While Foster made this statement alongside an announcement that the UK will introduce a points-based immigration system which has apparently been organised with Scotland, such claims have evidently fallen on deaf ears for the Scottish public.

The revived interest of an independent Scotland stems in part from the EU referendum vote where the majority of constituencies in Scotland expressed, they wanted to remain in the EU and are now being forced to leave because of London-centric politics. The Scottish are a proud people and after decades of being told by Westminster that they must step in line and follow their policies they are finally fighting back.

What would Scottish immigration look like?

In the likely event that the SNP won an election in an independent Scotland, they would become the ruling party and would therefore be the voice of majority when it came to immigration laws in the region. It is possible to speculate what policies an SNP Holyrood would push by looking at their current official stances on the subject.

The SNP openly criticise the UK’s “one size fits all” approach to immigration which does little to benefit the economy of Scotland.

Currently, the UK uses a Skills Immigration Charge which charges employees £1000 per non-EEA worker a year which can lead to a shortage of skilled workers and a lack of funding for frontline public services. Instead, the SNP wants to reintroduce a Post-Study Work Visa scheme which has been recommended by the Smith Commission and is supported by all Holyrood parties.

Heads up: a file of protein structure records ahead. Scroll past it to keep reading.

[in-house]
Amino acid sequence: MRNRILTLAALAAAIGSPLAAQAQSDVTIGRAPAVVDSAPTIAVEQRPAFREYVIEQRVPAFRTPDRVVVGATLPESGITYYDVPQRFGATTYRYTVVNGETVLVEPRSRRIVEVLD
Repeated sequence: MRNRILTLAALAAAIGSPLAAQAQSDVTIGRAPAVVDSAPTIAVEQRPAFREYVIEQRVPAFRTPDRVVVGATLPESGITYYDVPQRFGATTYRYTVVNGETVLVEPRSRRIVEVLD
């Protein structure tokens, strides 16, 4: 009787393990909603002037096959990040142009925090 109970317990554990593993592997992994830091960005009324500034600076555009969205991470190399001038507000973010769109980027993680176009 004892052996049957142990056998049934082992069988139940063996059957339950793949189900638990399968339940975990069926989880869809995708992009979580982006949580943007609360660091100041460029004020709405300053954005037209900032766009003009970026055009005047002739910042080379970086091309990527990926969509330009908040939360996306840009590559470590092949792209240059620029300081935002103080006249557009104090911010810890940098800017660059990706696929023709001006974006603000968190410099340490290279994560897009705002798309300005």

The party also wants to eliminate the discrimination and demonisation of migrants that is currently rife in the UK by taking a more compassionate approach to the immigration process and policy-making, especially when it concerns family migrations.

This compassionate approach is at the forefront of the SNP’s immigration arguments, the party has taken a welcoming stance on taking refugees from war-torn Syria , the SNP have stated that:

“We need to show that we are a country of compassion and acceptance and welcome the Syrian refugees to Scotland.

“We cannot let the actions of the few destroy the safety, the values, the freedoms and the way of life of the many. This is first and foremost a humanitarian crisis and it requires a humanitarian response.”

The SNP stresses that a robust screening process is currently in place with communications with the United Nations High Commissioner for Refugees (UNCHR) who are responsible for protecting the rights of refugees.

It is clear that, if Scotland gained independence in the near-future, the country’s immigration policy would be better than the current UK rules. The country needs to take a compassionate and responsible approach to immigration policy without the fear-mongering and demonisation of migrants that has polluted the thinking of many parties in Parliament.

 

"Kieran Isgin writes for immigrationnews.co.uk. This is a media platform that helps to raise awareness about migrant injustices and news around the world."